In fact, there may be an additional reason why anti-testosterone treatment should be reviewed. Another study presented at the congress, this time by Danish researchers, found that men who receive anti-hormonal treatment after having their prostate removed are 80% more likely to suffer from depression than men who don’t receive this treatment.

Increasingly, doctors are becoming aware that for many men, a cancer diagnosis and treatment leads to depression, with suicide rates seen rising disproportionately for those with urological cancers. Examining the medical records of 5570 men from the Danish Prostate Cancer Registry, researchers found that 773 had been treated for depression after surgery. They found that men treated with anti-hormonal medicines were 1.8 times more likely to suffer from depression than men who did not receive the additional treatment.

“We know from other studies that low testosterone can affect a man’s wellbeing, so it may be that limiting testosterone production might have the same effect, perhaps especially after a major stress such as cancer treatment,” said lead researcher Dr Anne Sofie Friberg from the Rigshospitalet in Copenhagen.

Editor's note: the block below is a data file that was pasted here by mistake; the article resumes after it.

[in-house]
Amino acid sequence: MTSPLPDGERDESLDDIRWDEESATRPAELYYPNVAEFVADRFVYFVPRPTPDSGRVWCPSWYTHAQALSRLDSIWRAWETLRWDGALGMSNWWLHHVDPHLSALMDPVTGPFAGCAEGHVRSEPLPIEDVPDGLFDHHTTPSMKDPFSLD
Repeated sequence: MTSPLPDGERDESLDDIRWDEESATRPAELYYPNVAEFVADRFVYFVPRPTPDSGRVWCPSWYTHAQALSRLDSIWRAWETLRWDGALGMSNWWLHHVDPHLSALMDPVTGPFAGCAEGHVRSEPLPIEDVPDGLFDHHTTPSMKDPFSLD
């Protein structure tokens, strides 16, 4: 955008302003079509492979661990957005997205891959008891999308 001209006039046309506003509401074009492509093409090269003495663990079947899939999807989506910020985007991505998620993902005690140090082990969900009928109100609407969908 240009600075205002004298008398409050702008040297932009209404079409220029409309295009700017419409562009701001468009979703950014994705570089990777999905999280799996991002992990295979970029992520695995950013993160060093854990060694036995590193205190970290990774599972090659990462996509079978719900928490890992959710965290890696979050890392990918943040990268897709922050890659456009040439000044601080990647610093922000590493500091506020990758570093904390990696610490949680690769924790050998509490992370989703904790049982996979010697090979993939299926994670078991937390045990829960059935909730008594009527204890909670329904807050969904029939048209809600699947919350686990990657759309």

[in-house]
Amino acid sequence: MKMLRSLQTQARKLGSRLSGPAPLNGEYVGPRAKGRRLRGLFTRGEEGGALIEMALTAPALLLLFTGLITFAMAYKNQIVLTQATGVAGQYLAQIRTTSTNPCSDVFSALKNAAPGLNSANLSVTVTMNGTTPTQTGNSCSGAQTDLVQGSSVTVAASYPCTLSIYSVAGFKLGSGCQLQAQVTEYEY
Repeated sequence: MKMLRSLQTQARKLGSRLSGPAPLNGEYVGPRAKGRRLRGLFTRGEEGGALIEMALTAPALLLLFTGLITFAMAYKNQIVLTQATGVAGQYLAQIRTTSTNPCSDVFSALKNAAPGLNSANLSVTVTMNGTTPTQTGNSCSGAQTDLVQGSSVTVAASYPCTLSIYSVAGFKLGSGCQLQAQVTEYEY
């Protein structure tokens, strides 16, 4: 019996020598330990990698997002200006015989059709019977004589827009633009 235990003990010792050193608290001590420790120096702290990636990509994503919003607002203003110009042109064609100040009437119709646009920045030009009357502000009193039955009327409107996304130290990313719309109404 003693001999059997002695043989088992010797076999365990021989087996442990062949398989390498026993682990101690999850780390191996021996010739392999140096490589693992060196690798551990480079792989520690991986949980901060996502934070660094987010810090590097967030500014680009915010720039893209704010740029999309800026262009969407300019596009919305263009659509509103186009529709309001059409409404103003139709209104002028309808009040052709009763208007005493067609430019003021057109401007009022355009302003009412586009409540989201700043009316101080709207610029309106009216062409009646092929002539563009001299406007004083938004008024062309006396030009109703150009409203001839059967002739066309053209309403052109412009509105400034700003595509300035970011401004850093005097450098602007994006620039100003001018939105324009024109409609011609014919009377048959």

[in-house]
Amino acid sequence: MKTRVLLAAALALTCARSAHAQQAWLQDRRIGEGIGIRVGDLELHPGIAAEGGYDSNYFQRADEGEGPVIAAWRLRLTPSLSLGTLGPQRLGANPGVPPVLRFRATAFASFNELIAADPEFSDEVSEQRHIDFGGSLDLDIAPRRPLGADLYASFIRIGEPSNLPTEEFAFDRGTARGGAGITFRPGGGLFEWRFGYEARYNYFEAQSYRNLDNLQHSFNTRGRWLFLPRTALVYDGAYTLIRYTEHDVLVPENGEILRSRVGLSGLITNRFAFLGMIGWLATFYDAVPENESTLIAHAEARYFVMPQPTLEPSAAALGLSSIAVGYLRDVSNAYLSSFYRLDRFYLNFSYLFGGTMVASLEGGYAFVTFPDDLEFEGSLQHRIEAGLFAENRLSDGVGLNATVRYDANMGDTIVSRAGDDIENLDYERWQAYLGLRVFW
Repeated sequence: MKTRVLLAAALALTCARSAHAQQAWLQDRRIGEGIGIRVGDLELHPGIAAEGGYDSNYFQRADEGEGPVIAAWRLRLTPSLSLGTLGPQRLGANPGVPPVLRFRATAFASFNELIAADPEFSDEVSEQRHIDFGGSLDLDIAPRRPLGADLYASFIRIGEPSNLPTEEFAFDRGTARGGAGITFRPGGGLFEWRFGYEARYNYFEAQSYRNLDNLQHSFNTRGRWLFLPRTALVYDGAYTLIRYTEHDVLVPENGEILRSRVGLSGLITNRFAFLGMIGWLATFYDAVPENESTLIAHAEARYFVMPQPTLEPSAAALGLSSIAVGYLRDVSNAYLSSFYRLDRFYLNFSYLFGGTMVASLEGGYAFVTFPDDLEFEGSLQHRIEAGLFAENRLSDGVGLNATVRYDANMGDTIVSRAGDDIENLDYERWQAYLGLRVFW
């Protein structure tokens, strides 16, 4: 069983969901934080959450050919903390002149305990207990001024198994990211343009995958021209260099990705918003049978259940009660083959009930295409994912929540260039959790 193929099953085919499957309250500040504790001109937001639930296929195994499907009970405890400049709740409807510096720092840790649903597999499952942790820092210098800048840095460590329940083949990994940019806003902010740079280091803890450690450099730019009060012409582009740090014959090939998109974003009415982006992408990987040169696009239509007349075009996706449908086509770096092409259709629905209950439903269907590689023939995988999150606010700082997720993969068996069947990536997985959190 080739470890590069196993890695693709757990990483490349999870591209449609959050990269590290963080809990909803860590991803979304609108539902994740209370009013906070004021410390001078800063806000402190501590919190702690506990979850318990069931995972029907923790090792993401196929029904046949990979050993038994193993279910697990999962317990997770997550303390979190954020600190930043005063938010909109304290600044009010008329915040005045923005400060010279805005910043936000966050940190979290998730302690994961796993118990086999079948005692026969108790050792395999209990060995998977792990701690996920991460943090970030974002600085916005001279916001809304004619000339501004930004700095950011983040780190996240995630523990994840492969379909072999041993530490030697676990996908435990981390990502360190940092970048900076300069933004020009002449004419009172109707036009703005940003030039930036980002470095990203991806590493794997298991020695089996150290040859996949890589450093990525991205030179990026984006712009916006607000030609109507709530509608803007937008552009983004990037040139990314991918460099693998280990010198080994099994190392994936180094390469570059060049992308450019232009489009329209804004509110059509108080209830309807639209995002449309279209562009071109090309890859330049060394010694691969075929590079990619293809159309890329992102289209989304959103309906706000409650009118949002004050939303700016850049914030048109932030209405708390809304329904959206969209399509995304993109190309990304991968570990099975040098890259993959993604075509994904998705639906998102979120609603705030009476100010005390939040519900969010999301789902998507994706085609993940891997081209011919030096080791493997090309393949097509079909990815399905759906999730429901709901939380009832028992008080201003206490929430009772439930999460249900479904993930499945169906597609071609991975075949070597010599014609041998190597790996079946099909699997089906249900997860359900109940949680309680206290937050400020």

“It is important to note that compared to men without prostate cancer, the patients treated with prostatectomy as a whole had an increased risk of depression. After surgery, erectile dysfunction and urinary incontinence are frequent symptoms. In case of recurrence and hormonal treatment, these symptoms may worsen and, in addition, altered body image and loss of libido are common. These treatment effects are likely to increase the risk of depression. Also, low testosterone levels may directly affect mood centres of the brain.

“As many as 25% of men undergoing radical prostatectomy will relapse and may be offered hormonal treatment. These men appear to be at a higher risk of developing depression once hormonal treatment is introduced. The reason could be either a consequence of failing surgery, directly caused by the hormonal manipulation, or both.”

Image credit: ©stock.adobe.com/au/freshidea